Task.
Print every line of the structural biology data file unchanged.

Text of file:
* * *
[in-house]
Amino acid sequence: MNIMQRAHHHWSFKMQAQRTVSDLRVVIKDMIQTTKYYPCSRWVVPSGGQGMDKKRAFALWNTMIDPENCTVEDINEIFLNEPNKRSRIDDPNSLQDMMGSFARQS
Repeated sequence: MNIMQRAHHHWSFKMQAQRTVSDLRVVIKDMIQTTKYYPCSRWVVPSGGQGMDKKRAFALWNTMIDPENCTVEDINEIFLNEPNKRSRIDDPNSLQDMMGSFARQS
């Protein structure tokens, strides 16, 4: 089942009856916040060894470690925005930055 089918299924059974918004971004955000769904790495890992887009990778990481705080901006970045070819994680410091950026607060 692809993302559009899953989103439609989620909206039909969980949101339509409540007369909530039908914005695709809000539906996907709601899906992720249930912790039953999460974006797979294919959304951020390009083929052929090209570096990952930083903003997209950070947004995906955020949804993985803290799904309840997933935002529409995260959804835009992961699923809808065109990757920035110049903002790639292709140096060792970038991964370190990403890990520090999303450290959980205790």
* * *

[in-house]
Amino acid sequence: MNIMQRAHHHWSFKMQAQRTVSDLRVVIKDMIQTTKYYPCSRWVVPSGGQGMDKKRAFALWNTMIDPENCTVEDINEIFLNEPNKRSRIDDPNSLQDMMGSFARQS
Repeated sequence: MNIMQRAHHHWSFKMQAQRTVSDLRVVIKDMIQTTKYYPCSRWVVPSGGQGMDKKRAFALWNTMIDPENCTVEDINEIFLNEPNKRSRIDDPNSLQDMMGSFARQS
């Protein structure tokens, strides 16, 4: 089942009856916040060894470690925005930055 089918299924059974918004971004955000769904790495890992887009990778990481705080901006970045070819994680410091950026607060 692809993302559009899953989103439609989620909206039909969980949101339509409540007369909530039908914005695709809000539906996907709601899906992720249930912790039953999460974006797979294919959304951020390009083929052929090209570096990952930083903003997209950070947004995906955020949804993985803290799904309840997933935002529409995260959804835009992961699923809808065109990757920035110049903002790639292709140096060792970038991964370190990403890990520090999303450290959980205790």